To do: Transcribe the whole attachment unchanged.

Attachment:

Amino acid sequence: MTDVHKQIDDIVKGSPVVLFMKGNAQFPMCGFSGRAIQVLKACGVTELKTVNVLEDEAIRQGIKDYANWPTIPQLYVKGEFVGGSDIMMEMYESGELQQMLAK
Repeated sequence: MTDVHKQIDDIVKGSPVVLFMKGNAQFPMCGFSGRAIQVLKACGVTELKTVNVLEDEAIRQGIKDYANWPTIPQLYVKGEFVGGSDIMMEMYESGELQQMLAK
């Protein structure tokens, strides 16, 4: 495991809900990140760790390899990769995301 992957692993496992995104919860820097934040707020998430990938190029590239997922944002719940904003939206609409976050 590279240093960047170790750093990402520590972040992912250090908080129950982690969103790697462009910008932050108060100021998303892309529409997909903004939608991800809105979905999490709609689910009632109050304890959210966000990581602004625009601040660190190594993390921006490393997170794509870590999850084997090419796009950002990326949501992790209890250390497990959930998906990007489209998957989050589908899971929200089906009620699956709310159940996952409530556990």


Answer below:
Amino acid sequence: MTDVHKQIDDIVKGSPVVLFMKGNAQFPMCGFSGRAIQVLKACGVTELKTVNVLEDEAIRQGIKDYANWPTIPQLYVKGEFVGGSDIMMEMYESGELQQMLAK
Repeated sequence: MTDVHKQIDDIVKGSPVVLFMKGNAQFPMCGFSGRAIQVLKACGVTELKTVNVLEDEAIRQGIKDYANWPTIPQLYVKGEFVGGSDIMMEMYESGELQQMLAK
């Protein structure tokens, strides 16, 4: 495991809900990140760790390899990769995301 992957692993496992995104919860820097934040707020998430990938190029590239997922944002719940904003939206609409976050 590279240093960047170790750093990402520590972040992912250090908080129950982690969103790697462009910008932050108060100021998303892309529409997909903004939608991800809105979905999490709609689910009632109050304890959210966000990581602004625009601040660190190594993390921006490393997170794509870590999850084997090419796009950002990326949501992790209890250390497990959930998906990007489209998957989050589908899971929200089906009620699956709310159940996952409530556990």